Changes in city law could be on the way for downtown bars and entertainment venues, but businesses will need to wait an extra five months before the city officially changes the downtown Alcohol License Density Ordinance.
Alcohol License Review Committee member Mike Verveer, the District 4 alder, said the sunset period for the city’s ALDO will start in March 2011 instead of October 5 to allow for more deliberation on changes that could come to the current law.
Verveer said the ALDO subcommittee made the decision at an August meeting, saying new language for a reformed ordinance must take more time to endure the city approval process. He added the October 5 starting date for the sunset would have conflicted with holidays, rushing any possible decisions.
“Given the amount of issues we still need to come to a resolution on [...] we thought it’s better [to] be safe than sorry, and there seems to be overwhelming support to extend ALDO,” Verveer said.
Ald. Julia Kerr, District 13, said she hopes to expand the density district south of its current Regent Street border for the ordinance’s next incarnation. She said there have been persistent concerns about the density of alcohol licenses on both Park Street and Regent Street.
Interest groups from both the downtown and campus communities plan to advocate specific changes to ALDO. One of the most prominent, the Associated Students of Madison, has noted its desire for more underage entertainment options downtown.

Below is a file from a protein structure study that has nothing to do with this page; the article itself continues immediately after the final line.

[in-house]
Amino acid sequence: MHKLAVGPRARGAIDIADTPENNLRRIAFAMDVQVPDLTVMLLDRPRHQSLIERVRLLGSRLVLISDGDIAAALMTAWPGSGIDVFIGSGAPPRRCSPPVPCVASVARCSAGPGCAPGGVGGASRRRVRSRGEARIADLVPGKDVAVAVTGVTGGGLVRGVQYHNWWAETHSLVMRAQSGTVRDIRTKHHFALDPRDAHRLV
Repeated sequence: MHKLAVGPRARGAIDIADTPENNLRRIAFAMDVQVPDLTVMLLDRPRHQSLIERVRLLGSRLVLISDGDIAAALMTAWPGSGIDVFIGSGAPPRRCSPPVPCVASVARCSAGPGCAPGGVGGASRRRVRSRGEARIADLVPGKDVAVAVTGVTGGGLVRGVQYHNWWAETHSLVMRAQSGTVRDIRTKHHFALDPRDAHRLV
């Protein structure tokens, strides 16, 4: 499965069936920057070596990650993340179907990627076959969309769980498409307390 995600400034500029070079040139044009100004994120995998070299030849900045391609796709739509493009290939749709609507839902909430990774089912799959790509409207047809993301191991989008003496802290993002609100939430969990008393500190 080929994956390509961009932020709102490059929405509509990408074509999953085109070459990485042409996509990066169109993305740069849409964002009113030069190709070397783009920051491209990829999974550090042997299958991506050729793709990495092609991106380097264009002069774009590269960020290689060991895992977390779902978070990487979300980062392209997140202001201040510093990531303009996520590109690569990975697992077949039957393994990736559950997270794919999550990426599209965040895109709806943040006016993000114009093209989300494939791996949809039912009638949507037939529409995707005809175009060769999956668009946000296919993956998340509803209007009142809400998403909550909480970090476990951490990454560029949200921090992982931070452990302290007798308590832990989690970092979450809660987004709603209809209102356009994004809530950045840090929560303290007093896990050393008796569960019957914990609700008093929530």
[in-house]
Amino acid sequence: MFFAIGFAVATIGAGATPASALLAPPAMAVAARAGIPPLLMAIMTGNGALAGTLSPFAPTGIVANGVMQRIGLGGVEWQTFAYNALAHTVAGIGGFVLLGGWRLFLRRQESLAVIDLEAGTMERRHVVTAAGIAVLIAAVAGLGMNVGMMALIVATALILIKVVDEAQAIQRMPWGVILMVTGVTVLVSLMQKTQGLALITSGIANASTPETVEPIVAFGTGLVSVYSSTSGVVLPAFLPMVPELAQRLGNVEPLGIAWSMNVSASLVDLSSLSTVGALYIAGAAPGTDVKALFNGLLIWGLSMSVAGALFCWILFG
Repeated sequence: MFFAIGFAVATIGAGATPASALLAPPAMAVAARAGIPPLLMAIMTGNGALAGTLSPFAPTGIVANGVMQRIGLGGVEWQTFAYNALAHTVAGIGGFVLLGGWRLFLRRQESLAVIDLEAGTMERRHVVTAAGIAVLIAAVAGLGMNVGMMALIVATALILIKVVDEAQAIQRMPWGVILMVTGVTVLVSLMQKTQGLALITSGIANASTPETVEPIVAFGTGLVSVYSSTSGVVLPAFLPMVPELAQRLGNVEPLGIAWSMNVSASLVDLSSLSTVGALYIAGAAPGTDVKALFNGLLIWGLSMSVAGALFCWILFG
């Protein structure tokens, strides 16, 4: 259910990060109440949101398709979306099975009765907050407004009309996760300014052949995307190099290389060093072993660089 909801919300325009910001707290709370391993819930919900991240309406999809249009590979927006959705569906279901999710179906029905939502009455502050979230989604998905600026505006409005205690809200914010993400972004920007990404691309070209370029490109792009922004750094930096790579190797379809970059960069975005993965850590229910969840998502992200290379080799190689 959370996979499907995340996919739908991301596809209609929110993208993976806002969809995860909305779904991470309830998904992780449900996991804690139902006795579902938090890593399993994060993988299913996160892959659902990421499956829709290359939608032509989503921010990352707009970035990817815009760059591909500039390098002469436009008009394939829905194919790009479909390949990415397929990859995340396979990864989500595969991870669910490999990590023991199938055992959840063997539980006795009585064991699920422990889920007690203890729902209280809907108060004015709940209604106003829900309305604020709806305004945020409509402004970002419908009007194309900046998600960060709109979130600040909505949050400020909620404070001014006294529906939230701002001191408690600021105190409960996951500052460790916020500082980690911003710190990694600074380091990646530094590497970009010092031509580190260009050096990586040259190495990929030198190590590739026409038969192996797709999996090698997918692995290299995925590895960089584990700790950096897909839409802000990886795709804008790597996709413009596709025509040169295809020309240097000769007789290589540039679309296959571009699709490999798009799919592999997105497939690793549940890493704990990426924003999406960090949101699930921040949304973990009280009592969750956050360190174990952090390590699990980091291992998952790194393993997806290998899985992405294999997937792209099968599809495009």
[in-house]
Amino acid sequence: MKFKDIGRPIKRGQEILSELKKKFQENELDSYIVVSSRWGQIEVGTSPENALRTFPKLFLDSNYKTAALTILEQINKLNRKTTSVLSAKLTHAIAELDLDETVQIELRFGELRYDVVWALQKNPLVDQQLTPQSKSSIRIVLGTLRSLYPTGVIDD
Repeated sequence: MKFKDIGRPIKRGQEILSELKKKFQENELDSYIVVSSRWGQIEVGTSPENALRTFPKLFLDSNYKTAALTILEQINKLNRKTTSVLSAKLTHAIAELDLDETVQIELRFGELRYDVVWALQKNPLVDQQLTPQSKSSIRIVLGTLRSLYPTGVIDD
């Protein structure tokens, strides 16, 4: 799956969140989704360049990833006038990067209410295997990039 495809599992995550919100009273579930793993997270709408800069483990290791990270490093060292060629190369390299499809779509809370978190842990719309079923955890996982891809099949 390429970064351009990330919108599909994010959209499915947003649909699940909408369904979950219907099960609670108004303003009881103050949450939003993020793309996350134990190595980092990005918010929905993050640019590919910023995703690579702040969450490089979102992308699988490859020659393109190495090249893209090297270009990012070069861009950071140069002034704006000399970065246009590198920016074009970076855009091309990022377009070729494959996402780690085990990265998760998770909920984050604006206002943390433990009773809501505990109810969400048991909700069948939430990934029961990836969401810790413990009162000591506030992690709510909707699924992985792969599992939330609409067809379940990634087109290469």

Sam Polstein, ASM’s current chair of Legislative Affairs, said he plans to lobby for more exemptions for entertainment venues providing live music or movies downtown. He added ASM has not passed a formal resolution endorsing a specific change to ALDO.
“I would like [ALDO] to have more exemptions so the ALRC can look at each case individually,” Polstein said. “At the same time, ASM and Leg Affairs definitely don’t want to see bars popping up everywhere; we really want to see variety.”
ALRC member Mark Woulf said the extension of the sunset could give UW students a better opportunity to participate in the debate surrounding ALDO.
Both Woulf and Verveer said they also hope to focus on bringing more under-21 entertainment venues, which have partly been stymied by the current language. Verveer cited the recently-embattled Sconnie Bar proposal as an example of the type of venue considered more allowable under new ALDO rules.
Woulf said he would prefer more specific definitions of the type of entertainment options offered downtown. He added he worries the ordinance’s current language restricts business from developing downtown.
“I don’t think that was the original intention of ALDO,” Woulf said. “Obviously we want to limit the density but we don’t want to limit the business in general.”